Many Tissue Banks Go Unregulated
Many tissue banks in the United States operate without federal oversight, raising the possibility of contaminated or diseased tissue being given to recipients, the Hartford Courant reports. In a hearing before Congress yesterday, federal investigators said that of an estimated 350 tissue banks in operation across the country, the FDA has conducted only 188 inspections, some of which were repeat examinations. The investigators said that "at least half" of U.S. tissue banks have never been inspected by the federal government. Although donated tissue is supposed to comply with "strict federal standards" to prevent the spread of communicable diseases such as HIV and hepatitis, investigators found that some tissue banks have engaged in "questionable practices." Valerie Rao, chief medical examiner in Lake County, Fla., said that Regeneration Technologies Inc. accepted donors with malignant tumors of the breast, colon, cervix and lung, and that the company did not perform routine blood or bone marrow tests to detect possible diseases (MacDonald, Hartford Courant, 5/25).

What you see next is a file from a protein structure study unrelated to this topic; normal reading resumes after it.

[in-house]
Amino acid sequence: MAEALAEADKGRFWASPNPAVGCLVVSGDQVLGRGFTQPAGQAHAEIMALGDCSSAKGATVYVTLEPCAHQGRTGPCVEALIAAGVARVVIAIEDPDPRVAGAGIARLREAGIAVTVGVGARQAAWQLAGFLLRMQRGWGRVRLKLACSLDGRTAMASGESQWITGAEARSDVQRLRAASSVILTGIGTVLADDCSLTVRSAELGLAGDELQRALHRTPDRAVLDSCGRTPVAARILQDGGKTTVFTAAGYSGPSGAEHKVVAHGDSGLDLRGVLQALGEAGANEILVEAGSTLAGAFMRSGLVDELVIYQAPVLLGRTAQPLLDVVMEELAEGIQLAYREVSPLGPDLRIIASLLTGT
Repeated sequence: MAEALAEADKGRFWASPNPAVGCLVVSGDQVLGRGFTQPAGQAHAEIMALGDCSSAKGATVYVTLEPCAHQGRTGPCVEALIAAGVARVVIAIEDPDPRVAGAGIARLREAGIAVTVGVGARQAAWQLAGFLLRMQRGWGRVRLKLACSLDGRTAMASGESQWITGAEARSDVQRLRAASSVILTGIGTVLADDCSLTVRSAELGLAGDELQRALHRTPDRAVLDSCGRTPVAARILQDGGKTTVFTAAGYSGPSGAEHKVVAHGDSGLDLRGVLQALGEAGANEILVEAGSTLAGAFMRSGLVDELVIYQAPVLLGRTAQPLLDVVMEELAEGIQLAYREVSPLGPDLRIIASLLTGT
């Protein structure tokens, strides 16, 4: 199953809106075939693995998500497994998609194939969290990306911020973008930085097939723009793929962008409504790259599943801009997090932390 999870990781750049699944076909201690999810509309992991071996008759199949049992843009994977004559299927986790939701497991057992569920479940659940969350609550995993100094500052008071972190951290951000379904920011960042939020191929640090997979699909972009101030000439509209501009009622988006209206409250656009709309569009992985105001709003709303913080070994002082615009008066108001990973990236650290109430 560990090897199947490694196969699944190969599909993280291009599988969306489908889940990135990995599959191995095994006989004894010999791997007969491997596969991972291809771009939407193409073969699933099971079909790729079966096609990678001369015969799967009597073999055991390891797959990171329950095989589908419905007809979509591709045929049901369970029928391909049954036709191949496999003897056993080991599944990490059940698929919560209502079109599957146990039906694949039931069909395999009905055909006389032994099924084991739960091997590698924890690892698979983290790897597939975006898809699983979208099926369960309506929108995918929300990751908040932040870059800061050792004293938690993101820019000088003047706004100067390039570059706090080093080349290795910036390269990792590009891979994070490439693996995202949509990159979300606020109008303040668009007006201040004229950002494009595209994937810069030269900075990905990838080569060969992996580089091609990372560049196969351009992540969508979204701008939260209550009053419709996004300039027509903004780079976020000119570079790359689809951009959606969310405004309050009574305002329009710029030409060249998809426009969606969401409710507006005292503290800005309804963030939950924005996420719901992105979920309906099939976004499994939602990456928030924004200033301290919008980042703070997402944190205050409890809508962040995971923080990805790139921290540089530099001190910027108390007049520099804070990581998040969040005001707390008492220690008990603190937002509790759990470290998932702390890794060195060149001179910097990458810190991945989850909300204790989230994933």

The AP/Richmond Times-Dispatch reports that the banks' practices may stem from their competition with not-for-profits to control part of the donation market. This competition can result in the use of "medically questionable tissue by firms that have a financial interest in producing as much material as they can," experts told Congress yesterday. Members of the Senate Government Affairs investigations subcommittee yesterday called on the FDA to "drastically increase" its inspections and said that the agency might want to consider drafting new rules that "go beyond" those now under review by the FDA. Those rules, which are not final, give the FDA the power to shut down tissue banks that do not meet standards (AP/Richmond Times-Dispatch, 5/25). However, FDA officials say they do not have enough funds to inspect tissue banks "as often as [they] would like," ideally every two years. Kathryn Zoon, director of research at the FDA, said that the agency instead focuses on banks which had "problems" in the past. The agency said it will spend an additional $4.35 million on inspections this year (Hartford Courant, 5/25).This is part of the California Healthline Daily Edition, a summary of health policy coverage from major news organizations. Sign up for an email subscription.